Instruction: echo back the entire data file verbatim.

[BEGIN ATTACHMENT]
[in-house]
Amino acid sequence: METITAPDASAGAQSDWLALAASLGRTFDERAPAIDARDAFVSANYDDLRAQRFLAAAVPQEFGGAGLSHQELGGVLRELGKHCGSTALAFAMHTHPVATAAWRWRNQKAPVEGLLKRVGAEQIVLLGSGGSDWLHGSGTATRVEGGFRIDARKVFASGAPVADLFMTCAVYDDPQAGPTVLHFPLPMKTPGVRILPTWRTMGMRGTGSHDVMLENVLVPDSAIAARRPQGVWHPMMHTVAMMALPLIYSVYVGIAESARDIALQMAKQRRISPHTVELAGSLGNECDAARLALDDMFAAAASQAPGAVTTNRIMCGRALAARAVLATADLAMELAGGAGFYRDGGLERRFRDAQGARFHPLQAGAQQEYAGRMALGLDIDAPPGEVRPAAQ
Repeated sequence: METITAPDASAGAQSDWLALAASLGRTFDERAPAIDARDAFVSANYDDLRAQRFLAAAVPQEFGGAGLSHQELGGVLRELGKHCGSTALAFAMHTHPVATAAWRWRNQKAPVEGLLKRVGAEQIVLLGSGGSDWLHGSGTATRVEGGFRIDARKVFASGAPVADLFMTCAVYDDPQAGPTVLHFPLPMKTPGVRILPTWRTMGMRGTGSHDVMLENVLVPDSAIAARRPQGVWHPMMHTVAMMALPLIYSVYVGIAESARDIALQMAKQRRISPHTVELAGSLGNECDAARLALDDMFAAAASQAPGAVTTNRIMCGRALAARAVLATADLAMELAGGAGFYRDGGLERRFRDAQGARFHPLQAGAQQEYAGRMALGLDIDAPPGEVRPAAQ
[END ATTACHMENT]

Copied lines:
[in-house]
Amino acid sequence: METITAPDASAGAQSDWLALAASLGRTFDERAPAIDARDAFVSANYDDLRAQRFLAAAVPQEFGGAGLSHQELGGVLRELGKHCGSTALAFAMHTHPVATAAWRWRNQKAPVEGLLKRVGAEQIVLLGSGGSDWLHGSGTATRVEGGFRIDARKVFASGAPVADLFMTCAVYDDPQAGPTVLHFPLPMKTPGVRILPTWRTMGMRGTGSHDVMLENVLVPDSAIAARRPQGVWHPMMHTVAMMALPLIYSVYVGIAESARDIALQMAKQRRISPHTVELAGSLGNECDAARLALDDMFAAAASQAPGAVTTNRIMCGRALAARAVLATADLAMELAGGAGFYRDGGLERRFRDAQGARFHPLQAGAQQEYAGRMALGLDIDAPPGEVRPAAQ
Repeated sequence: METITAPDASAGAQSDWLALAASLGRTFDERAPAIDARDAFVSANYDDLRAQRFLAAAVPQEFGGAGLSHQELGGVLRELGKHCGSTALAFAMHTHPVATAAWRWRNQKAPVEGLLKRVGAEQIVLLGSGGSDWLHGSGTATRVEGGFRIDARKVFASGAPVADLFMTCAVYDDPQAGPTVLHFPLPMKTPGVRILPTWRTMGMRGTGSHDVMLENVLVPDSAIAARRPQGVWHPMMHTVAMMALPLIYSVYVGIAESARDIALQMAKQRRISPHTVELAGSLGNECDAARLALDDMFAAAASQAPGAVTTNRIMCGRALAARAVLATADLAMELAGGAGFYRDGGLERRFRDAQGARFHPLQAGAQQEYAGRMALGLDIDAPPGEVRPAAQ